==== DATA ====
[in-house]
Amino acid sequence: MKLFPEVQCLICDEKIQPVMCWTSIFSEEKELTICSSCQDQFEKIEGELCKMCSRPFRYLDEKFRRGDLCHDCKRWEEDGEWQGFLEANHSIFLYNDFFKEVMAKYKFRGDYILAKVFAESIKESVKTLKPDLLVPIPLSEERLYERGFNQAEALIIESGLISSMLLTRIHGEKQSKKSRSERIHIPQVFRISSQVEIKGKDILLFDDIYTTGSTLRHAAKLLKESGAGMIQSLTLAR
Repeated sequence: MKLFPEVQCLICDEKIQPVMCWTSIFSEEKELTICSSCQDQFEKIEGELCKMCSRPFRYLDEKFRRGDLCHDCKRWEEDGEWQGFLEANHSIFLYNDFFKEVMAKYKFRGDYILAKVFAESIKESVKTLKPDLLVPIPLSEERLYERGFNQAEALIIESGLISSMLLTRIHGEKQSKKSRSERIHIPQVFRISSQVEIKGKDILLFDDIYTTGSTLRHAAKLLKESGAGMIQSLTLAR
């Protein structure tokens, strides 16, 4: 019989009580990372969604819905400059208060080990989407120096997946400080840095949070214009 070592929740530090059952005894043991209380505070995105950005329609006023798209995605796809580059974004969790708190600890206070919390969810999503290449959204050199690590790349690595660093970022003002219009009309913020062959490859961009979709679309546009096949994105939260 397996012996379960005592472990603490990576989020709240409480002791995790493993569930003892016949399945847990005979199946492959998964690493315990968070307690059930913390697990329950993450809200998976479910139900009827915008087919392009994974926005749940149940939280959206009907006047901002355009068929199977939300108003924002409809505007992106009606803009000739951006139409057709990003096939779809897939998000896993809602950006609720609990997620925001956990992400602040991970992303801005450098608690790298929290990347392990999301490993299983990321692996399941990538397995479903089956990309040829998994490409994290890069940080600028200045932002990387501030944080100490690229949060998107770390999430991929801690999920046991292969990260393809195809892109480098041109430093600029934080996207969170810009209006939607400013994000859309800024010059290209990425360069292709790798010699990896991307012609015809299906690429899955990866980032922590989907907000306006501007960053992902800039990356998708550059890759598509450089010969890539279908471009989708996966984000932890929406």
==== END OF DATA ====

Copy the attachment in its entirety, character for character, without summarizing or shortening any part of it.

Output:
[in-house]
Amino acid sequence: MKLFPEVQCLICDEKIQPVMCWTSIFSEEKELTICSSCQDQFEKIEGELCKMCSRPFRYLDEKFRRGDLCHDCKRWEEDGEWQGFLEANHSIFLYNDFFKEVMAKYKFRGDYILAKVFAESIKESVKTLKPDLLVPIPLSEERLYERGFNQAEALIIESGLISSMLLTRIHGEKQSKKSRSERIHIPQVFRISSQVEIKGKDILLFDDIYTTGSTLRHAAKLLKESGAGMIQSLTLAR
Repeated sequence: MKLFPEVQCLICDEKIQPVMCWTSIFSEEKELTICSSCQDQFEKIEGELCKMCSRPFRYLDEKFRRGDLCHDCKRWEEDGEWQGFLEANHSIFLYNDFFKEVMAKYKFRGDYILAKVFAESIKESVKTLKPDLLVPIPLSEERLYERGFNQAEALIIESGLISSMLLTRIHGEKQSKKSRSERIHIPQVFRISSQVEIKGKDILLFDDIYTTGSTLRHAAKLLKESGAGMIQSLTLAR
């Protein structure tokens, strides 16, 4: 019989009580990372969604819905400059208060080990989407120096997946400080840095949070214009 070592929740530090059952005894043991209380505070995105950005329609006023798209995605796809580059974004969790708190600890206070919390969810999503290449959204050199690590790349690595660093970022003002219009009309913020062959490859961009979709679309546009096949994105939260 397996012996379960005592472990603490990576989020709240409480002791995790493993569930003892016949399945847990005979199946492959998964690493315990968070307690059930913390697990329950993450809200998976479910139900009827915008087919392009994974926005749940149940939280959206009907006047901002355009068929199977939300108003924002409809505007992106009606803009000739951006139409057709990003096939779809897939998000896993809602950006609720609990997620925001956990992400602040991970992303801005450098608690790298929290990347392990999301490993299983990321692996399941990538397995479903089956990309040829998994490409994290890069940080600028200045932002990387501030944080100490690229949060998107770390999430991929801690999920046991292969990260393809195809892109480098041109430093600029934080996207969170810009209006939607400013994000859309800024010059290209990425360069292709790798010699990896991307012609015809299906690429899955990866980032922590989907907000306006501007960053992902800039990356998708550059890759598509450089010969890539279908471009989708996966984000932890929406």